CHAPTER 21 SOLUTIONS AND MINIPROJECT NOTES
CHAPTER 21
THE ROLE OF CONFIDENCE INTERVALS IN RESEARCH
EXERCISE SOLUTIONS
21.1
No.
You also need the sample standard deviation.
21.2
Using Example 1, the sample mean weight loss for the 42 men who dieted was 7.2 kg. The corresponding
population mean is the hypothetical average weight loss that would be achieved if all men similar to this
group were to follow a diet similar to the one used by this group, for the same amount of time.
21.3
a.
The standard error of the mean is 0.5/
36
= 0.5/6 = 1/12 or 0.083 hours or 5 minutes.
b.
A 95% confidence interval is 12 hrs 50 min to 13 hrs 10 min.
c.
The SEM for the Dutch babies is 0.062, so the "measure of variability" is the square root of (0.083)
2
+
(0.062)
2
= 0.104.
A 95% confidence interval for the difference is 2 ± 2(0.104) or 1.79 to 2.21 hours.
21.4
5%.
21.5
No.
They would have the necessary information on the entire population so they could compute it
directly.
21.6
a.
We could be 95% confident that the two population means are not equal.
b.
The population means could be (but are not necessarily) the same.
21.7
a.
With 95% confidence we could conclude that the risk of disease was greater under one of the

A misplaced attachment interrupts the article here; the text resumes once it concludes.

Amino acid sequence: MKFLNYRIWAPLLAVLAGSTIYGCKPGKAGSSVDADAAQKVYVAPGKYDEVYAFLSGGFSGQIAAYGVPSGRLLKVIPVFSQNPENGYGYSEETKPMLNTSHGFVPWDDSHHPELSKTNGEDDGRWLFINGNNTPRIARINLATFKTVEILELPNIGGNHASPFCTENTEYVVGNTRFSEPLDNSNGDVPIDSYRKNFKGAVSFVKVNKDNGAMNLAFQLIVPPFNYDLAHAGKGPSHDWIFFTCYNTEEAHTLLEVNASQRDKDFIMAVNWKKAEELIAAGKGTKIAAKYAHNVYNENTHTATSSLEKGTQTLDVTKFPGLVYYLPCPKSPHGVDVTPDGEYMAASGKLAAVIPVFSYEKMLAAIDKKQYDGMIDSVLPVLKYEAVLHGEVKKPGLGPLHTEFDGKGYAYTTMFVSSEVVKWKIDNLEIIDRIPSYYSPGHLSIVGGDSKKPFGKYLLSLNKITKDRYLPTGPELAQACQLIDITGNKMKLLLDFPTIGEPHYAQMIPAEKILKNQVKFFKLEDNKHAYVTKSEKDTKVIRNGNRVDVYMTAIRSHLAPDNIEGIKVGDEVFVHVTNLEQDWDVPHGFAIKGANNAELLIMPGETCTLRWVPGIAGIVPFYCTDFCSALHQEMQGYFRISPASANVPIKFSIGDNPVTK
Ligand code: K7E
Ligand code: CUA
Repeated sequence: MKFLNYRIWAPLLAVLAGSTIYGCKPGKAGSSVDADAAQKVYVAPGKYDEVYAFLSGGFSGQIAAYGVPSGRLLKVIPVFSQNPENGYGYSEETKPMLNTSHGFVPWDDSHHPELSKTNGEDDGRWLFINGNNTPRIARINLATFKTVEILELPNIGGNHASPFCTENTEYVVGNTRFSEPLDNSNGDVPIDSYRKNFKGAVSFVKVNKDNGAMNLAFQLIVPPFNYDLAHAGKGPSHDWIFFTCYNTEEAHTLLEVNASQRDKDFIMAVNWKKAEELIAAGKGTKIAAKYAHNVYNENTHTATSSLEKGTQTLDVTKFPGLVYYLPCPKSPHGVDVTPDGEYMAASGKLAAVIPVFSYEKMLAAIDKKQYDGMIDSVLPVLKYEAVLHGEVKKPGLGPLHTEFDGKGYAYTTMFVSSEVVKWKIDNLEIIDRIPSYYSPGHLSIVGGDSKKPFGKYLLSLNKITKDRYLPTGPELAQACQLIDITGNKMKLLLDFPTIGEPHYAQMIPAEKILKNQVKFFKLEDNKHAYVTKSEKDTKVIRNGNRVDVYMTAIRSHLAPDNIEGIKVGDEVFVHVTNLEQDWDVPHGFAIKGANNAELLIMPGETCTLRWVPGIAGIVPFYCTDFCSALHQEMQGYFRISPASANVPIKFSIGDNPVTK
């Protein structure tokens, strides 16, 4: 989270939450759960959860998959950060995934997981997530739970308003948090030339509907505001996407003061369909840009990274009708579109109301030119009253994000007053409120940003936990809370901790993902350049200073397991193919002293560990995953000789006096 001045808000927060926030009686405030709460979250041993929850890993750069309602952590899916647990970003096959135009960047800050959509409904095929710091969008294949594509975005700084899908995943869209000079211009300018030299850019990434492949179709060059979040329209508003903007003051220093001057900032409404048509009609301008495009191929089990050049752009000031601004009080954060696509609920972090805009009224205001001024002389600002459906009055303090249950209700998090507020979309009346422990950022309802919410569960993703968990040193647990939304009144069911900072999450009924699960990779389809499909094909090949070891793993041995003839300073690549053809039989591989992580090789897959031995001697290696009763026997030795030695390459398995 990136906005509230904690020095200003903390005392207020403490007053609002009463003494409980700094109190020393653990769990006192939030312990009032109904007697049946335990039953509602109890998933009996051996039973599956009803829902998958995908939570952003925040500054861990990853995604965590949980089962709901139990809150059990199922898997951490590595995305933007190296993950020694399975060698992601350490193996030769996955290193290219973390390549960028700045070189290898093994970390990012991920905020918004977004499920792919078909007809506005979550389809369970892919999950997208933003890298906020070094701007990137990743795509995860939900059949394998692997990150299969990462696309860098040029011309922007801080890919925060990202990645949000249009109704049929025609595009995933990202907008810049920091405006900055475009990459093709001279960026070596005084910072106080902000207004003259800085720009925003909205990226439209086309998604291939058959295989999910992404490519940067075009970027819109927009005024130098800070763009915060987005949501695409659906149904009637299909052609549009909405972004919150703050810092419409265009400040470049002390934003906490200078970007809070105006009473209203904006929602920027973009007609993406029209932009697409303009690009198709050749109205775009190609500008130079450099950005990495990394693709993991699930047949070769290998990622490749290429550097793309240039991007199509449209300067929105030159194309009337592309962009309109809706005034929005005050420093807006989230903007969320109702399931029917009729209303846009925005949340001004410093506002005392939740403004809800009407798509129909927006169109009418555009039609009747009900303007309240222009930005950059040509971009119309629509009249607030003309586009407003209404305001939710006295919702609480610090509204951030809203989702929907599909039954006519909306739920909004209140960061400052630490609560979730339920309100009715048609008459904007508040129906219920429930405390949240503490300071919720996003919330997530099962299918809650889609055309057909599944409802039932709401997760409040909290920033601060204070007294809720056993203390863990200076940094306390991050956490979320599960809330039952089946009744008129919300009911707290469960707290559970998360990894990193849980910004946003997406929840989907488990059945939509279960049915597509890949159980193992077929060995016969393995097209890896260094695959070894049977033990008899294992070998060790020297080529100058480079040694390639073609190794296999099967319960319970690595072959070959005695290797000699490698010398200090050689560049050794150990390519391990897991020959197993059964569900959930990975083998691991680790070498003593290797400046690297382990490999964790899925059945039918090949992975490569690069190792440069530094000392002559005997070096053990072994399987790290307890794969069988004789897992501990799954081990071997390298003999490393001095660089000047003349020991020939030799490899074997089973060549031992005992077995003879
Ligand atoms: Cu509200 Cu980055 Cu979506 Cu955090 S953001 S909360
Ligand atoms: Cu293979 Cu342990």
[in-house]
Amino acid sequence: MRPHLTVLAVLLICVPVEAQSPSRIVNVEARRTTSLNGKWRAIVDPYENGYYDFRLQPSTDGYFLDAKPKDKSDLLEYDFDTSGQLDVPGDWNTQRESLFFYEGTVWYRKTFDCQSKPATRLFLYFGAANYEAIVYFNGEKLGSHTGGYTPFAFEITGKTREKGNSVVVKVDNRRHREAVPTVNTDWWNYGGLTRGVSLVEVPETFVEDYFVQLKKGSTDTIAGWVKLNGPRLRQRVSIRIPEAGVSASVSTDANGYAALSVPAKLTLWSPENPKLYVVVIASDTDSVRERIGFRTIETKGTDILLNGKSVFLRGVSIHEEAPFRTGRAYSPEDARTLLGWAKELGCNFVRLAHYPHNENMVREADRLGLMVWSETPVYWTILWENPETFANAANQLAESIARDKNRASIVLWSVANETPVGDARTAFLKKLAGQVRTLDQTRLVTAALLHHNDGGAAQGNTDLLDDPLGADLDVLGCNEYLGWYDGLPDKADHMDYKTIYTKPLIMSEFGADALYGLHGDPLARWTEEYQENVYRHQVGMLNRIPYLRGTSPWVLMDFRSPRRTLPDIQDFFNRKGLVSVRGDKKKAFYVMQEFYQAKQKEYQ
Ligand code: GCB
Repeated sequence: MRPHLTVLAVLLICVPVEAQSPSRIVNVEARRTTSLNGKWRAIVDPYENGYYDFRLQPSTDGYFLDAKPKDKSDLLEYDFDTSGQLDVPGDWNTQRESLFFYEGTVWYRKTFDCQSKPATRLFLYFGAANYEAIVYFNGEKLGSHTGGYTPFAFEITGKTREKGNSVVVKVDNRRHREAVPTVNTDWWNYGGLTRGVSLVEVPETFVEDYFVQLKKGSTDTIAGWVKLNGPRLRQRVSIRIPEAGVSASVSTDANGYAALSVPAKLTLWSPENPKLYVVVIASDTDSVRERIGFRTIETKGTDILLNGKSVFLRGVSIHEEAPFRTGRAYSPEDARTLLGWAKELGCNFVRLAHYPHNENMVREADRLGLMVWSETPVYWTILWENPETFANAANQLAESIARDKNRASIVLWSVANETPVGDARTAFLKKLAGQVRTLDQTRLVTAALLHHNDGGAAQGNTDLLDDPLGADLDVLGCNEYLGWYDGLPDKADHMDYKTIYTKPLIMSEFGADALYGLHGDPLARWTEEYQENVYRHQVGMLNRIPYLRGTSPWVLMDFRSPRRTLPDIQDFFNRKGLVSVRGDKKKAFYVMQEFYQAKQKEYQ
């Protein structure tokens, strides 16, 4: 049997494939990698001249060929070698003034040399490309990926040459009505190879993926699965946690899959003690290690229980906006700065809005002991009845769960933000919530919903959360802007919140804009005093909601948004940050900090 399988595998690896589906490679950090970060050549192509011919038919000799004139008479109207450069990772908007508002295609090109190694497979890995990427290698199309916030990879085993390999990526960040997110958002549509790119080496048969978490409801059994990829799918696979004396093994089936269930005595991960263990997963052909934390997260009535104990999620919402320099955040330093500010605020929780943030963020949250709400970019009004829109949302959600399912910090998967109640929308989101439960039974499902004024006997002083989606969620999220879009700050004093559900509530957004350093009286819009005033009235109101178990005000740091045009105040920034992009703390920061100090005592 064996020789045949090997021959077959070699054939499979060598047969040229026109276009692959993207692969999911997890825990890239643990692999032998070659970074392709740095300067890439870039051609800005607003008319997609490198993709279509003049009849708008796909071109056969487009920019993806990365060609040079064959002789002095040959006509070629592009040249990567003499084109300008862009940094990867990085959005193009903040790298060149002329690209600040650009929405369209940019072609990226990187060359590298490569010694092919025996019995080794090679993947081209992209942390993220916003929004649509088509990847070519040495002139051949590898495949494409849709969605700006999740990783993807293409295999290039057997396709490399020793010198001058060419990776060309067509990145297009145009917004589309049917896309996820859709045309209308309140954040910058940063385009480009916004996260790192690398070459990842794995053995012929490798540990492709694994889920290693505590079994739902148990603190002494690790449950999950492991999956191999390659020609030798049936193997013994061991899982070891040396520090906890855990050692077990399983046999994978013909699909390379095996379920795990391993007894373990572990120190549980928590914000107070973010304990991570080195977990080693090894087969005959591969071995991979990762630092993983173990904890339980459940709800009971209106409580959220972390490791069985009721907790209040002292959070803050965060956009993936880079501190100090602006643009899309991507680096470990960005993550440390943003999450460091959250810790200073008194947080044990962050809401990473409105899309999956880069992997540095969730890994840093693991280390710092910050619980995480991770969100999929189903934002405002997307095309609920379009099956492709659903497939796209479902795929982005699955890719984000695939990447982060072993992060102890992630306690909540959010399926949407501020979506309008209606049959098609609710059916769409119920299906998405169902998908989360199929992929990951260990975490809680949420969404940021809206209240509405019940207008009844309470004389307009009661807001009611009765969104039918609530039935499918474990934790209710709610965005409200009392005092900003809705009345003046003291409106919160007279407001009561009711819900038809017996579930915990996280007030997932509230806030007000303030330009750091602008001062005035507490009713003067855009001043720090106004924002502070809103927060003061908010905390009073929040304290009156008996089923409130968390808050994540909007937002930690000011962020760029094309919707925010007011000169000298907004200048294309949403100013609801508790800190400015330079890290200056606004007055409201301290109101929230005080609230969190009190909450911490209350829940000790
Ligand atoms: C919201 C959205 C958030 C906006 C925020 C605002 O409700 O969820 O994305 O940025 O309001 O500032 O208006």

conditions than the other.
b.
We could not conclude that the risks under the two conditions were different (but we would not go so
far as to say they are equal.)
21.8
a.
A 90% confidence interval is 29 ± (1.645)(16.3) or 2.2 to 55.8.
b.
Yes, because this interval does not cover zero. (The 95% confidence interval did cover 0.)
21.9
a.
A 95% confidence interval extends from 64 to 112.
b.
A 95% confidence interval extends from 95 to 139.
c.
No.
Because there is overlap in the intervals we cannot be confident that the true means are indeed
different.
21.10
This would have been misleading because the interval does not lie entirely above zero, so there is a good
chance that the difference in the sample means does not represent a real difference in the population means
at all, or that there is a difference in the opposite direction.
21.11
a.
The confidence interval is 64.64 ± 0.81 or 63.83 to 65.45.
b.
The confidence interval is 63.97 ± 2.0 or 61.97 to 65.97.
c.
The interval in part b is wider because the sample size is smaller.
We could not conclude that there is
a difference in the mean ages because there is overlap in the two intervals.
d.
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 '08
 SEIFRIEDTHOMASJ
 0.10%, 0.20%, 0.92%, 2.38%, circulatory disease

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